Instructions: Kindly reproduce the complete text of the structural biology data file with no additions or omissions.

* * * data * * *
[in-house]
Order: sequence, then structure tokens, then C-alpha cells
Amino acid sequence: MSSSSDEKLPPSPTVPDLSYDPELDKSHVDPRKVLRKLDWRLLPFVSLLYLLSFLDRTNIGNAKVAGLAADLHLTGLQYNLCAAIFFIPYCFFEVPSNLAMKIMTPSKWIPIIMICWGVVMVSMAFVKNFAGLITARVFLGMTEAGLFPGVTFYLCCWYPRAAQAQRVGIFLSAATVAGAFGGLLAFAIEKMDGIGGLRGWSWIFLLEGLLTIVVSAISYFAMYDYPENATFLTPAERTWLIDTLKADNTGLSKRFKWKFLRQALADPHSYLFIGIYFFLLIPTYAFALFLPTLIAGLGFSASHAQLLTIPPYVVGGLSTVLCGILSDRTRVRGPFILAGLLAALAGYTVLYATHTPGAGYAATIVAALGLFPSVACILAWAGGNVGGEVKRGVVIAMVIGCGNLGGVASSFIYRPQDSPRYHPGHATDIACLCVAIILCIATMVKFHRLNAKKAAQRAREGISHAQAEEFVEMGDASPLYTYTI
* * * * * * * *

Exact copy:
[in-house]
Order: sequence, then structure tokens, then C-alpha cells
Amino acid sequence: MSSSSDEKLPPSPTVPDLSYDPELDKSHVDPRKVLRKLDWRLLPFVSLLYLLSFLDRTNIGNAKVAGLAADLHLTGLQYNLCAAIFFIPYCFFEVPSNLAMKIMTPSKWIPIIMICWGVVMVSMAFVKNFAGLITARVFLGMTEAGLFPGVTFYLCCWYPRAAQAQRVGIFLSAATVAGAFGGLLAFAIEKMDGIGGLRGWSWIFLLEGLLTIVVSAISYFAMYDYPENATFLTPAERTWLIDTLKADNTGLSKRFKWKFLRQALADPHSYLFIGIYFFLLIPTYAFALFLPTLIAGLGFSASHAQLLTIPPYVVGGLSTVLCGILSDRTRVRGPFILAGLLAALAGYTVLYATHTPGAGYAATIVAALGLFPSVACILAWAGGNVGGEVKRGVVIAMVIGCGNLGGVASSFIYRPQDSPRYHPGHATDIACLCVAIILCIATMVKFHRLNAKKAAQRAREGISHAQAEEFVEMGDASPLYTYTI